Endometriosis and Polycystic Ovarian Syndrome (PCOS) are both conditions which can cause pain and uncomfortable symptoms that can interrupt your everyday life. There isn’t a cure for either, but they can be managed in a few different ways.
One common way to manage endometriosis and PCOS symptoms is by maintaining a healthy balanced diet. Many women recognise that the food they eat can influence their symptoms (especially the well-known bloated endo belly). Maintaining an anti-inflammatory diet high in good fats, fruits and vegetables and wholegrains may help to manage symptoms of endometriosis and PCOS. For some women, exploring more specialised diets such as the low FODMAP diet with the help of an accredited practicing dietitian can result in further symptom management.
However, before we delve into how you can manage endometriosis and PCOS with diet, let’s take a look at the basics.
If you have endometriosis, the tissue similar to that which normally lines the uterus grows in other parts of the body, usually in the pelvic cavity. During a period, the tissue outside the uterus also bleeds. This bleeding causes inflammation, scar tissue, cysts and adhesions. Over time the scar tissue increases and can immobilise or fuse organs and possibly cause damage to the fallopian tubes.
Symptoms of endometriosis may include:
Some women with endometriosis experience “endo belly”, a term to describe the extremely uncomfortable and sometimes painful swelling and bloating.
Poly Cystic Ovarian Syndrome (PCOS) is both a hormonal and metabolic condition. PCOS translates to ‘many cysts’. These cysts are partially formed follicles on the ovaries which contain eggs. Often women with PCOS demonstrate irregularities in metabolism and produce high levels of male hormones and can have enlarged ovaries.
Symptoms of PCOS may include:
While it’s not always easy to follow a strict diet, it is possible to make changes to your diet to help you manage your endometriosis or PCOS. Eating the right fats, plenty of fibre and antioxidants may help manage your symptoms.
If you haven’t heard of Omega-3 fats, it’s time to get acquainted! Omega-3 fats have anti-inflammatory properties, great for inflammation that comes with endometriosis.
Omega-3 fats can be found in oily fish, chia seeds, flax seeds, walnuts and soybeans. Other food which contains smaller quantities of omega-3 fats include eggs, meats, dairy products, hemp seeds and vegetables like spinach and brussel sprouts.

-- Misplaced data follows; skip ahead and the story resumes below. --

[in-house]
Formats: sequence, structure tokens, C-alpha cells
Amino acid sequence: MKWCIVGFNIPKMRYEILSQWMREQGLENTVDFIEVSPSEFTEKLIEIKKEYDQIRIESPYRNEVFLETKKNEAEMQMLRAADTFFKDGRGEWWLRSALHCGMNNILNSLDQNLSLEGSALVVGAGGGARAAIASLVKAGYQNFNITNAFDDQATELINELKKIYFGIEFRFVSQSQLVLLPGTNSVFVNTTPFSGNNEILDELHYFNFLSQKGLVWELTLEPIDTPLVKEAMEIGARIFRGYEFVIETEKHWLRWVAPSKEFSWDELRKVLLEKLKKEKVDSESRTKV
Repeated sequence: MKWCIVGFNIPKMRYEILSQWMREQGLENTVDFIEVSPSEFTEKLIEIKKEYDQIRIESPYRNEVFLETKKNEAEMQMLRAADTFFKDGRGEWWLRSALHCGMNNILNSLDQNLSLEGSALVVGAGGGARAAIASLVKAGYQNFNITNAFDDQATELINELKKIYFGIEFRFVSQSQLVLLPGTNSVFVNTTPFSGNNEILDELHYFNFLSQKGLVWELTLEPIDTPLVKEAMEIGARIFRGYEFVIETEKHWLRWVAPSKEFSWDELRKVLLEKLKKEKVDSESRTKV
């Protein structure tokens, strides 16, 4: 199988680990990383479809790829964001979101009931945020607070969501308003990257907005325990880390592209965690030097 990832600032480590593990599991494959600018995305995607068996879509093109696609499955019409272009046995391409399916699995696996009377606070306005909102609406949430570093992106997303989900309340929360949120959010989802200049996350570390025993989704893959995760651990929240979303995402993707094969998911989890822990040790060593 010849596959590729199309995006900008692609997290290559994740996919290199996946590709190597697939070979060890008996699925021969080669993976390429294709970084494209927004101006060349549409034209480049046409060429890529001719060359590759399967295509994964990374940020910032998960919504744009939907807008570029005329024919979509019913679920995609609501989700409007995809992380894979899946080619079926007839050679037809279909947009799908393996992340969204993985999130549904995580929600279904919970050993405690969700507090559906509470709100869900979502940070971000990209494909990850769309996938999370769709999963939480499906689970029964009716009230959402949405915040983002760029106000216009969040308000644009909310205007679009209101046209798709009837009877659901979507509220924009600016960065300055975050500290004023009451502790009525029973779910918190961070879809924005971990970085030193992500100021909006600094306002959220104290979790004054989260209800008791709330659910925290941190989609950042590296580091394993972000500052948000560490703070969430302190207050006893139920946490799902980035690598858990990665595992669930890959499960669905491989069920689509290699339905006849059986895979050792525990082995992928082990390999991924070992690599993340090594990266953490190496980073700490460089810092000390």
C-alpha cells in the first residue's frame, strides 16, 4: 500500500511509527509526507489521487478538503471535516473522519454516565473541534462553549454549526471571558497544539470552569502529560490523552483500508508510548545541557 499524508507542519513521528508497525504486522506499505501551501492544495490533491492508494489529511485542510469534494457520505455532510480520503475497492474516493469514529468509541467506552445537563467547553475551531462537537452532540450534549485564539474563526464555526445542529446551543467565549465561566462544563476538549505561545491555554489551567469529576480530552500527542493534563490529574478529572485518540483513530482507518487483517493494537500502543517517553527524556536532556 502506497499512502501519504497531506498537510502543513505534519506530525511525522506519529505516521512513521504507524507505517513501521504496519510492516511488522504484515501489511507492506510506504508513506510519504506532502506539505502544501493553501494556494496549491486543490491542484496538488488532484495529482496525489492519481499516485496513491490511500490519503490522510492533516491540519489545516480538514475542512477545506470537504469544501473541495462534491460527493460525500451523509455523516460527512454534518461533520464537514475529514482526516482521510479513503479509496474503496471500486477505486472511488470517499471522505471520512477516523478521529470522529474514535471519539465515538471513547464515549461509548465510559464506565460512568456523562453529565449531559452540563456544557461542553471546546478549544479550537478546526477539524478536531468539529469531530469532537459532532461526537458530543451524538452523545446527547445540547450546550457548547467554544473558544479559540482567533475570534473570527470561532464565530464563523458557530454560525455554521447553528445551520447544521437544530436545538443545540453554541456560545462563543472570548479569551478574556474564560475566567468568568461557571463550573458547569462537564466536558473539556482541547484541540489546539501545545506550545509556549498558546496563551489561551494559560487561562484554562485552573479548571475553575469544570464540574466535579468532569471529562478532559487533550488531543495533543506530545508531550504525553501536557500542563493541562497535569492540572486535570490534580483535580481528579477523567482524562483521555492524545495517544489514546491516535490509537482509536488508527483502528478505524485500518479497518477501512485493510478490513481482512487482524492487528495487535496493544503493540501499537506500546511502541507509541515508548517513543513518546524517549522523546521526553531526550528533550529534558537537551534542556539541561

Dietary fibre doesn’t only aid in maintaining a healthy digestive system, it also helps flush excess oestrogen from the body. It binds to the oestrogens and inhibits their reabsorption. Try to eat low GI fruits and vegetables and wholegrains to up your dietary fibre intake.
What are antioxidants and what do they do? Antioxidants work to help protect us from the free radicals. Foods which are rich in antioxidants may reduce inflammation.
Some antioxidant-rich foods include blueberries, strawberries, goji berries, raspberries, kale, artichoke, grapes, garlic, onions, dark chocolate, pecans, red cabbage, beans, beetroot and spinach.
There are foods which we would recommend to avoid if you have PCOS or endometriosis. They include excessive red meat consumption, processed foods, trans fats, High GI foods, and refined sugar.
Managing your diet when you have endometriosis or PCOS is one way to care for your condition naturally. A healthy, balanced diet may help reduce the severity of symptoms and help you stay fit and healthy. Unnecessary dietary restrictions can lead to nutrient deficiencies long term.
Need extra help? A dietitian can help you manage your diet and ensure you’re eating the right food for your condition. At Grace Private, Sharnie Dwyer can assist you with eating right for endometriosis and PCOS, giving you valuable advice and guidance.
At Grace Private we also have a team of qualified specialists which includes gynaecologists, and psychologists, who can help you throughout your endo journey. Each member of our team can help you by sharing advice and recommending the best treatment to manage your symptoms. Just remember to ‘ask for Grace’ when you next visit your GP.